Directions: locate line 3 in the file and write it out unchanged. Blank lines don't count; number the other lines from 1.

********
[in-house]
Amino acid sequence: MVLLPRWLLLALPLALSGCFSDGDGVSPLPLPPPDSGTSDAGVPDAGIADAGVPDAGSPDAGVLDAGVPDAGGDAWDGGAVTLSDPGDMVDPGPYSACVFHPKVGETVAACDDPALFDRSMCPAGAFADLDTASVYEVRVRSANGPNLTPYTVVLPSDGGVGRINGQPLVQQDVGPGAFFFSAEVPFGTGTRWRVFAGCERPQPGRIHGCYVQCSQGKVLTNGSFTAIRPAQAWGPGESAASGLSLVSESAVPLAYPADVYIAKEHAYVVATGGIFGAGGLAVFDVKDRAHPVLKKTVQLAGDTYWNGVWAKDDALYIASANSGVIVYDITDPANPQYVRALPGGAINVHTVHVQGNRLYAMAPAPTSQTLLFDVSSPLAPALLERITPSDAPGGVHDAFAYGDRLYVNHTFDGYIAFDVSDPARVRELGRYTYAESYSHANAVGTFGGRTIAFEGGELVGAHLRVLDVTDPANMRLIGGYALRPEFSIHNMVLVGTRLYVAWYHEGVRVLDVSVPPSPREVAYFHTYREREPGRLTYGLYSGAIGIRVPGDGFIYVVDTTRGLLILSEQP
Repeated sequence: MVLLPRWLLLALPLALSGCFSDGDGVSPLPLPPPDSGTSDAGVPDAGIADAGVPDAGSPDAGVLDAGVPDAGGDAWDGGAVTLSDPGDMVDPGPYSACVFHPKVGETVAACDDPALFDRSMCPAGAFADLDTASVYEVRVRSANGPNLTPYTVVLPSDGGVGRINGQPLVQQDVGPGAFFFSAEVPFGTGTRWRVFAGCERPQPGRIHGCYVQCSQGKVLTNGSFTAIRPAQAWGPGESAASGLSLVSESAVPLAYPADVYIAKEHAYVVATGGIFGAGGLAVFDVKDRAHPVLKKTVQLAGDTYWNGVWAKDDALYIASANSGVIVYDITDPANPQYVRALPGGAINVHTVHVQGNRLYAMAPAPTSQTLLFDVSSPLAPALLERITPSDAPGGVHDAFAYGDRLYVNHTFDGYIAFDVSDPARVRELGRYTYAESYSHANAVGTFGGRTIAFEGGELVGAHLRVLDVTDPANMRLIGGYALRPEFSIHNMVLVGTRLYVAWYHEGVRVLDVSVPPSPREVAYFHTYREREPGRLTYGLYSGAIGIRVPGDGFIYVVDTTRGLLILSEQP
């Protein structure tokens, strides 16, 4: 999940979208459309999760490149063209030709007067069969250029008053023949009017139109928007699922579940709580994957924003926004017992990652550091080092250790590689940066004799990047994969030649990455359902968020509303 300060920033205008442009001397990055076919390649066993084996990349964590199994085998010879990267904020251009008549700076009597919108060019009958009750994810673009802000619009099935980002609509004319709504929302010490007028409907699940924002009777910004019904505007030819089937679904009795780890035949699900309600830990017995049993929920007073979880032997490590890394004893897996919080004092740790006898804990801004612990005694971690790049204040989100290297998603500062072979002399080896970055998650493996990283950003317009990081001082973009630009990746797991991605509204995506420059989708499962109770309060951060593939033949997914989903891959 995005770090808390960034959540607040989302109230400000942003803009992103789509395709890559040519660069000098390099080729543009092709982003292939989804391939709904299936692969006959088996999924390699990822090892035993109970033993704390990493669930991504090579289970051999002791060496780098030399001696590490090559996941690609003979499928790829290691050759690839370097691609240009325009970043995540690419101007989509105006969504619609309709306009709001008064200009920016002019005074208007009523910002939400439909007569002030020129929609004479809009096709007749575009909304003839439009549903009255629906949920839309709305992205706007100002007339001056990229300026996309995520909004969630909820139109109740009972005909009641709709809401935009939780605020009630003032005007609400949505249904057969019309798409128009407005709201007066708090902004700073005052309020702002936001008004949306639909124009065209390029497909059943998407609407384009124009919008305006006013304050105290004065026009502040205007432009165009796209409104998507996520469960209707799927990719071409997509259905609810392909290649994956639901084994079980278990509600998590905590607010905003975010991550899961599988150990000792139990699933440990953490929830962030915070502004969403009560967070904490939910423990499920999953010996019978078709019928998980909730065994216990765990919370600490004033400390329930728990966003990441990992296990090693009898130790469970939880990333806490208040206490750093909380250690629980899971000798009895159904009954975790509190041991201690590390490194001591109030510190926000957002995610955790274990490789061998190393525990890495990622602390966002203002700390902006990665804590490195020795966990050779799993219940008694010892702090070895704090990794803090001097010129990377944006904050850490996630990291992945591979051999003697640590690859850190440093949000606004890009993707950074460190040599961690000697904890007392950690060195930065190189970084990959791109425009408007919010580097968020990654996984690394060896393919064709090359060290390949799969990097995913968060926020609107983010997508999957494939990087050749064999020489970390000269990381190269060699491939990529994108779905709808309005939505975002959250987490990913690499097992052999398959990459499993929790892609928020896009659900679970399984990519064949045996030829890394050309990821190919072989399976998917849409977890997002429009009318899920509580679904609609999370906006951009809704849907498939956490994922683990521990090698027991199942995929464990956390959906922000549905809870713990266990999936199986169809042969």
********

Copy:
Repeated sequence: MVLLPRWLLLALPLALSGCFSDGDGVSPLPLPPPDSGTSDAGVPDAGIADAGVPDAGSPDAGVLDAGVPDAGGDAWDGGAVTLSDPGDMVDPGPYSACVFHPKVGETVAACDDPALFDRSMCPAGAFADLDTASVYEVRVRSANGPNLTPYTVVLPSDGGVGRINGQPLVQQDVGPGAFFFSAEVPFGTGTRWRVFAGCERPQPGRIHGCYVQCSQGKVLTNGSFTAIRPAQAWGPGESAASGLSLVSESAVPLAYPADVYIAKEHAYVVATGGIFGAGGLAVFDVKDRAHPVLKKTVQLAGDTYWNGVWAKDDALYIASANSGVIVYDITDPANPQYVRALPGGAINVHTVHVQGNRLYAMAPAPTSQTLLFDVSSPLAPALLERITPSDAPGGVHDAFAYGDRLYVNHTFDGYIAFDVSDPARVRELGRYTYAESYSHANAVGTFGGRTIAFEGGELVGAHLRVLDVTDPANMRLIGGYALRPEFSIHNMVLVGTRLYVAWYHEGVRVLDVSVPPSPREVAYFHTYREREPGRLTYGLYSGAIGIRVPGDGFIYVVDTTRGLLILSEQP